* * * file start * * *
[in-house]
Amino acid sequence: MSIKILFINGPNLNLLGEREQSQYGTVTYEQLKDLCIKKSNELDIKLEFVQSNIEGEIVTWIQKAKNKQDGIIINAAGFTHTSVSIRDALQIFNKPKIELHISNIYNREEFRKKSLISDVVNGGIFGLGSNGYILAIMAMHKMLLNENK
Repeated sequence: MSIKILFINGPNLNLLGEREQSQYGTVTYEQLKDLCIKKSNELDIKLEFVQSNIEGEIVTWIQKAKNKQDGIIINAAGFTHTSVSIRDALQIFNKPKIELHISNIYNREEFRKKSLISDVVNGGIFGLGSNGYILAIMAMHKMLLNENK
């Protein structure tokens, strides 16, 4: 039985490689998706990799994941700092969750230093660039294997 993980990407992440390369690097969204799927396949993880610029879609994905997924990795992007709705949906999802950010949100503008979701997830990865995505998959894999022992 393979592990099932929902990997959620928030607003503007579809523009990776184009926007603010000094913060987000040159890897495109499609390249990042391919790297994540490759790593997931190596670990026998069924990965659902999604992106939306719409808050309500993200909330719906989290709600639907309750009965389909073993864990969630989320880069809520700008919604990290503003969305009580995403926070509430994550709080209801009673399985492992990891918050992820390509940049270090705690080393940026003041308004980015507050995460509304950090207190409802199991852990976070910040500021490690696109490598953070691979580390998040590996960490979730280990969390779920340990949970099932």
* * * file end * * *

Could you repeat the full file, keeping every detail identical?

[in-house]
Amino acid sequence: MSIKILFINGPNLNLLGEREQSQYGTVTYEQLKDLCIKKSNELDIKLEFVQSNIEGEIVTWIQKAKNKQDGIIINAAGFTHTSVSIRDALQIFNKPKIELHISNIYNREEFRKKSLISDVVNGGIFGLGSNGYILAIMAMHKMLLNENK
Repeated sequence: MSIKILFINGPNLNLLGEREQSQYGTVTYEQLKDLCIKKSNELDIKLEFVQSNIEGEIVTWIQKAKNKQDGIIINAAGFTHTSVSIRDALQIFNKPKIELHISNIYNREEFRKKSLISDVVNGGIFGLGSNGYILAIMAMHKMLLNENK
């Protein structure tokens, strides 16, 4: 039985490689998706990799994941700092969750230093660039294997 993980990407992440390369690097969204799927396949993880610029879609994905997924990795992007709705949906999802950010949100503008979701997830990865995505998959894999022992 393979592990099932929902990997959620928030607003503007579809523009990776184009926007603010000094913060987000040159890897495109499609390249990042391919790297994540490759790593997931190596670990026998069924990965659902999604992106939306719409808050309500993200909330719906989290709600639907309750009965389909073993864990969630989320880069809520700008919604990290503003969305009580995403926070509430994550709080209801009673399985492992990891918050992820390509940049270090705690080393940026003041308004980015507050995460509304950090207190409802199991852990976070910040500021490690696109490598953070691979580390998040590996960490979730280990969390779920340990949970099932």